. After finding al-Junaydi to perform the task, the teacher set to work. However, al-Junaydi often reported on the Imam's intelligence. Imam al-Hadi would often provide perspectives on literature that al-Junaydi hadn't thought of, and at his young age he had even developed a comprehensive understanding of the Qu'ran and the revelations within. Al-Junaydi, impressed and astounded by the young boy, concluded that it could only be by divine causes that the Imam could be so knowledgeable, and in doing so he dropped what animosity he had held towards the family of the Prophet.

In Medina


Imam al-Hadi utilized the Prophet's Mosque in Medina as a place to teach people about knowledge, principles, and morals that could be derived from Islam. The Imam was dedicated to teaching so much that he would pay for students' supplies if they needed it (in addition to the regular charity he gave to the poor). Due to his kindness, most people in Medina that interacted with him were loyal to him.

Despite the general population's love for the Imam, one man despised the Imam for the support he had amongst the people. Abdullah bin Muhammad was the wali
Wali
Walī , is an Arabic word meaning "custodian", "protector", "sponsor", or authority as denoted by its definition "crown". "Wali" is someone who has "Walayah" over somebody else. For example, in Fiqh the father is wali of his children. In Islam, the phrase ولي الله walīyu 'llāh...

 of Medina, and he told al-Mutawakkil
Al-Mutawakkil
Al-Mutawakkil ʻAlā Allāh Jaʻfar ibn al-Muʻtasim was an Abbasid caliph who reigned in Samarra from 847 until 861...

 that Imam al-Hadi was dangerous because some Islamic nations were giving him money with which he could use to buy weapons; those weapons could then be used to revolt against al-Mutawakkil
Al-Mutawakkil
Al-Mutawakkil ʻAlā Allāh Jaʻfar ibn al-Muʻtasim was an Abbasid caliph who reigned in Samarra from 847 until 861...

. When Imam al-Hadi learned of what Abdullah bin Muhammad had told the caliph, he sent a letter to al-Mutawakkil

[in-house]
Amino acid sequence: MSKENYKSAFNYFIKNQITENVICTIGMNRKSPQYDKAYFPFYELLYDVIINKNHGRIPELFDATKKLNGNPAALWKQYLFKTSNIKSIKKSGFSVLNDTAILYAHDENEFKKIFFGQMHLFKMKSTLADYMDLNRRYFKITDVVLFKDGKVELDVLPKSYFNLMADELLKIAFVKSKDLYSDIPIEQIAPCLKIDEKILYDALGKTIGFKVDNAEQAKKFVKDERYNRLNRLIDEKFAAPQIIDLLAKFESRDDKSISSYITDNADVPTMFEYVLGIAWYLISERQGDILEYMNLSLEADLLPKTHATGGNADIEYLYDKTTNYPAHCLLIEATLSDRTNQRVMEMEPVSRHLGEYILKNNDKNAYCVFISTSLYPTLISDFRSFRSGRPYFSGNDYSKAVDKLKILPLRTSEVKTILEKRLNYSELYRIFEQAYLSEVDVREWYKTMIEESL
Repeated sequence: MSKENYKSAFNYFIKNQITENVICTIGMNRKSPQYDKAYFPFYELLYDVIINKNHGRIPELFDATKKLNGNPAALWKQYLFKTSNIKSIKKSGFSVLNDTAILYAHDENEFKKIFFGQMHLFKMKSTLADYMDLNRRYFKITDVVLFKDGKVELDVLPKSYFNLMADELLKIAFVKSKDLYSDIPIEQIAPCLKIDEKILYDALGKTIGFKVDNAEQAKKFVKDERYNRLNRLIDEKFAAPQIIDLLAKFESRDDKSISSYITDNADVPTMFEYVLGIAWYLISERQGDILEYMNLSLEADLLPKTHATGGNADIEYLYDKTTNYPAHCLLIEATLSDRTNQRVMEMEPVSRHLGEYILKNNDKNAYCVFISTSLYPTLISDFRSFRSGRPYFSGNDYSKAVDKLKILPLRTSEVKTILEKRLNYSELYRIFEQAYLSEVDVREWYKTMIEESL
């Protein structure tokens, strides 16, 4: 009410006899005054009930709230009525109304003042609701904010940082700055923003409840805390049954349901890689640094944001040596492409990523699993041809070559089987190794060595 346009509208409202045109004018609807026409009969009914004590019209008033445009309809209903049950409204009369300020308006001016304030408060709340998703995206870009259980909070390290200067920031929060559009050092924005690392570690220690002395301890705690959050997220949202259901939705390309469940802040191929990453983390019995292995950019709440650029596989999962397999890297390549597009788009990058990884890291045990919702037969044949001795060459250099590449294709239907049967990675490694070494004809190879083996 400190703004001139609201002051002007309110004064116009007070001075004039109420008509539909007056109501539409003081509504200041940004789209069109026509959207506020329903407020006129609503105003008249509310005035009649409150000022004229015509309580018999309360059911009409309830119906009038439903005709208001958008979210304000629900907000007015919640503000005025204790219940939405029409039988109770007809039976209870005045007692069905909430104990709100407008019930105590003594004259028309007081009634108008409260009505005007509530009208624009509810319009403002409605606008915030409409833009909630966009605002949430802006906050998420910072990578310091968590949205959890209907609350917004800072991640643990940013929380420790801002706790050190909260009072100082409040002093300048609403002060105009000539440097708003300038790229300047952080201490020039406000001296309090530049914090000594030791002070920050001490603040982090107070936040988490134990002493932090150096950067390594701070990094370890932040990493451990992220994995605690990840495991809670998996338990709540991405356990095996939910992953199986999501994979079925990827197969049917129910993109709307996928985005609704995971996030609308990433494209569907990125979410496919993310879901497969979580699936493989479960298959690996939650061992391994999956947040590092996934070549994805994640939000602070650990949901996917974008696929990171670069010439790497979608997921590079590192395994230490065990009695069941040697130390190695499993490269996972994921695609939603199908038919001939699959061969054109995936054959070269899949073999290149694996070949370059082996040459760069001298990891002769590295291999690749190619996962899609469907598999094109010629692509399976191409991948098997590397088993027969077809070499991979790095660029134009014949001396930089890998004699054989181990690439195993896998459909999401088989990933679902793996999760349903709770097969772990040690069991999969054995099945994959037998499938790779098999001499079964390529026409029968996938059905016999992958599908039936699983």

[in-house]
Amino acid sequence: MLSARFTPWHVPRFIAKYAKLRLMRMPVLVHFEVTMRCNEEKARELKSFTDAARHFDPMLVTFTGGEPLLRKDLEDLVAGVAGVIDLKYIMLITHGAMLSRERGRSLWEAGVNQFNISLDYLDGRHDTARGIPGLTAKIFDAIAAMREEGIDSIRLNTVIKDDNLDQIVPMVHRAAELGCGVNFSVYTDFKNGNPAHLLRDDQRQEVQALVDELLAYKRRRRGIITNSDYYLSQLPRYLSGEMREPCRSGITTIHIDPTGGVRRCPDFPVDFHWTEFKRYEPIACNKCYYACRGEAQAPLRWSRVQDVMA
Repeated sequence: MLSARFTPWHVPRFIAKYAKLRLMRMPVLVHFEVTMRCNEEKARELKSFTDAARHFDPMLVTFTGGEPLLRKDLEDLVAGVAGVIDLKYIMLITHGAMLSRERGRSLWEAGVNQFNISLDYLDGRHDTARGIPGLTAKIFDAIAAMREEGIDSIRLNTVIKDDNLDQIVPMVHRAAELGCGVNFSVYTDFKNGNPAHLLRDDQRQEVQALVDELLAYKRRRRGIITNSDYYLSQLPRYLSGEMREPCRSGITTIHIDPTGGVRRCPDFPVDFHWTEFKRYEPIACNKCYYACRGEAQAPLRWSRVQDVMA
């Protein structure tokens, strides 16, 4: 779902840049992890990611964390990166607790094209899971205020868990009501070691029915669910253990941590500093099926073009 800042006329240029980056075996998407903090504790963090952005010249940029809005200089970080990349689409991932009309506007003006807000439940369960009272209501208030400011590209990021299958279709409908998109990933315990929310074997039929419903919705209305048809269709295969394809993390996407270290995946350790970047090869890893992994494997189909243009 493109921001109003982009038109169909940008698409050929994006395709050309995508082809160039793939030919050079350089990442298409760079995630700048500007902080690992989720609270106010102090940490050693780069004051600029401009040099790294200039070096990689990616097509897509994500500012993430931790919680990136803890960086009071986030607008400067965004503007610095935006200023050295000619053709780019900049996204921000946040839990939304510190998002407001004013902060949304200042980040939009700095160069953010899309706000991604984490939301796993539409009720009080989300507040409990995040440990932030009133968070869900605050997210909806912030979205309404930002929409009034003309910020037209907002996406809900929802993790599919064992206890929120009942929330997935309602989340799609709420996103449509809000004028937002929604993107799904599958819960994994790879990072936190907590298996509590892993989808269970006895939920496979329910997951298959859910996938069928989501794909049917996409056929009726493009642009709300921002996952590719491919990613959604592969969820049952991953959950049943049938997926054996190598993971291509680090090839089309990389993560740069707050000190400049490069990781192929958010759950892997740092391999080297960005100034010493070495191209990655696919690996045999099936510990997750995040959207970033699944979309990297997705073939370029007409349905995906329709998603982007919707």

Al-Mutawakkil
Al-Mutawakkil ʻAlā Allāh Jaʻfar ibn al-Muʻtasim was an Abbasid caliph who reigned in Samarra from 847 until 861...

 assuring him that the warning had no bearing, and that it was merely a product of a grudge he had held against the ahl al-bayt
Ahl al-Bayt
Ahl al-Bayt is an Arabic phrase literally meaning People of the House, or family of the House. The phrase "ahl al-bayt" was used in Arabia before the advent of Islam to refer to one's clan, and would be adopted by the ruling family of a tribe. Within the Islamic tradition, the term refers to the...

.

Al-Mutawakkil responded to the letter with another, stating that he had deposed the wali and that the Imam should come to Samarra and be under house arrest so that the caliph could "protect" him. At the same time, al-Mutawakkil ordered Yahya bin Harthama to go to Medina to both investigate Abdullah's claims and to bring Imam al-Hadi to Samarra'. When the Imam received the letter, he knew that in being invited to live in Samarra', he was actually being banished from Medina. While he hated to leave, he also knew that if he rejected the invitation, he would eventually be forcibly removed, which was a situation he wished to avoid. Yahya thus searched the Imam's house and found nothing more than copies of the Qu'ran; afterward he had but one task left.